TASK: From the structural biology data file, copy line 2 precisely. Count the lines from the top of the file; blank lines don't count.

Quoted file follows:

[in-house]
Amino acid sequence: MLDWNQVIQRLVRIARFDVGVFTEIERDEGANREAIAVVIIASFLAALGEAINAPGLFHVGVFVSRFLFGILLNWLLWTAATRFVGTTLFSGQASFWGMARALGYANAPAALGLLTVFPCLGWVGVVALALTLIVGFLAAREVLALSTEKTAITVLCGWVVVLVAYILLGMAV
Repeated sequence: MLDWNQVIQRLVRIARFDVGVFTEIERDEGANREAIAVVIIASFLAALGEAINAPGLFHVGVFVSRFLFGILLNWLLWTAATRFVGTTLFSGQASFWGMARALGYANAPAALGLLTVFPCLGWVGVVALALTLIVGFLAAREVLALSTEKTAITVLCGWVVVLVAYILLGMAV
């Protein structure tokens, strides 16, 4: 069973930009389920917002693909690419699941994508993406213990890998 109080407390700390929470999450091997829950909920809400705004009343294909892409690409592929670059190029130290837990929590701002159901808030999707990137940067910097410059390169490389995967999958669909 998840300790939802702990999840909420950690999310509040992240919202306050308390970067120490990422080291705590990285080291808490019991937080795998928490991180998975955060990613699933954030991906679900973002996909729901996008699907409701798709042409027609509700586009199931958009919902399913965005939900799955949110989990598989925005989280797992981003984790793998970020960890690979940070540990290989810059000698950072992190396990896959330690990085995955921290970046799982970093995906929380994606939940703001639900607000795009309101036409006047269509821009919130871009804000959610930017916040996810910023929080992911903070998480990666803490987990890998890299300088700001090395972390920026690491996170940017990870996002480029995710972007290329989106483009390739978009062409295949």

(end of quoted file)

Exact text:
Amino acid sequence: MLDWNQVIQRLVRIARFDVGVFTEIERDEGANREAIAVVIIASFLAALGEAINAPGLFHVGVFVSRFLFGILLNWLLWTAATRFVGTTLFSGQASFWGMARALGYANAPAALGLLTVFPCLGWVGVVALALTLIVGFLAAREVLALSTEKTAITVLCGWVVVLVAYILLGMAV